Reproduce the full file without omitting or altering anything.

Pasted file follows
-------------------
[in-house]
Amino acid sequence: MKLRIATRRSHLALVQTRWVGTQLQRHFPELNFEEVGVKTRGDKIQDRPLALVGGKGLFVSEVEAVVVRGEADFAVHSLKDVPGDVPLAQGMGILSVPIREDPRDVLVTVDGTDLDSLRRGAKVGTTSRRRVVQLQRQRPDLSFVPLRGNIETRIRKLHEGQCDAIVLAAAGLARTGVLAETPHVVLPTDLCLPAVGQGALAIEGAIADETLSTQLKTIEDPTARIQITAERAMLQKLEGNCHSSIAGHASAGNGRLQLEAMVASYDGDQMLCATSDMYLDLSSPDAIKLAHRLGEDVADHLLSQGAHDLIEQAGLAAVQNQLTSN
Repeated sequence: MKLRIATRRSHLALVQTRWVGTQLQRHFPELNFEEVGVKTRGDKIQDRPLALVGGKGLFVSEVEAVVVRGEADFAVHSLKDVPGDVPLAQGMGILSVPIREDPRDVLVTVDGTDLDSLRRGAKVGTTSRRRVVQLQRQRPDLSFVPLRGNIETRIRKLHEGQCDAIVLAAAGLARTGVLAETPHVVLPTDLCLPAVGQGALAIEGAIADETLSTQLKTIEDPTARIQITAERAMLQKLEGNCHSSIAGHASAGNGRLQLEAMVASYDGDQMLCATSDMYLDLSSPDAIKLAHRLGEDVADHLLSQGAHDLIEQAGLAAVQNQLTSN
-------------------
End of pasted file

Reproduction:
[in-house]
Amino acid sequence: MKLRIATRRSHLALVQTRWVGTQLQRHFPELNFEEVGVKTRGDKIQDRPLALVGGKGLFVSEVEAVVVRGEADFAVHSLKDVPGDVPLAQGMGILSVPIREDPRDVLVTVDGTDLDSLRRGAKVGTTSRRRVVQLQRQRPDLSFVPLRGNIETRIRKLHEGQCDAIVLAAAGLARTGVLAETPHVVLPTDLCLPAVGQGALAIEGAIADETLSTQLKTIEDPTARIQITAERAMLQKLEGNCHSSIAGHASAGNGRLQLEAMVASYDGDQMLCATSDMYLDLSSPDAIKLAHRLGEDVADHLLSQGAHDLIEQAGLAAVQNQLTSN
Repeated sequence: MKLRIATRRSHLALVQTRWVGTQLQRHFPELNFEEVGVKTRGDKIQDRPLALVGGKGLFVSEVEAVVVRGEADFAVHSLKDVPGDVPLAQGMGILSVPIREDPRDVLVTVDGTDLDSLRRGAKVGTTSRRRVVQLQRQRPDLSFVPLRGNIETRIRKLHEGQCDAIVLAAAGLARTGVLAETPHVVLPTDLCLPAVGQGALAIEGAIADETLSTQLKTIEDPTARIQITAERAMLQKLEGNCHSSIAGHASAGNGRLQLEAMVASYDGDQMLCATSDMYLDLSSPDAIKLAHRLGEDVADHLLSQGAHDLIEQAGLAAVQNQLTSN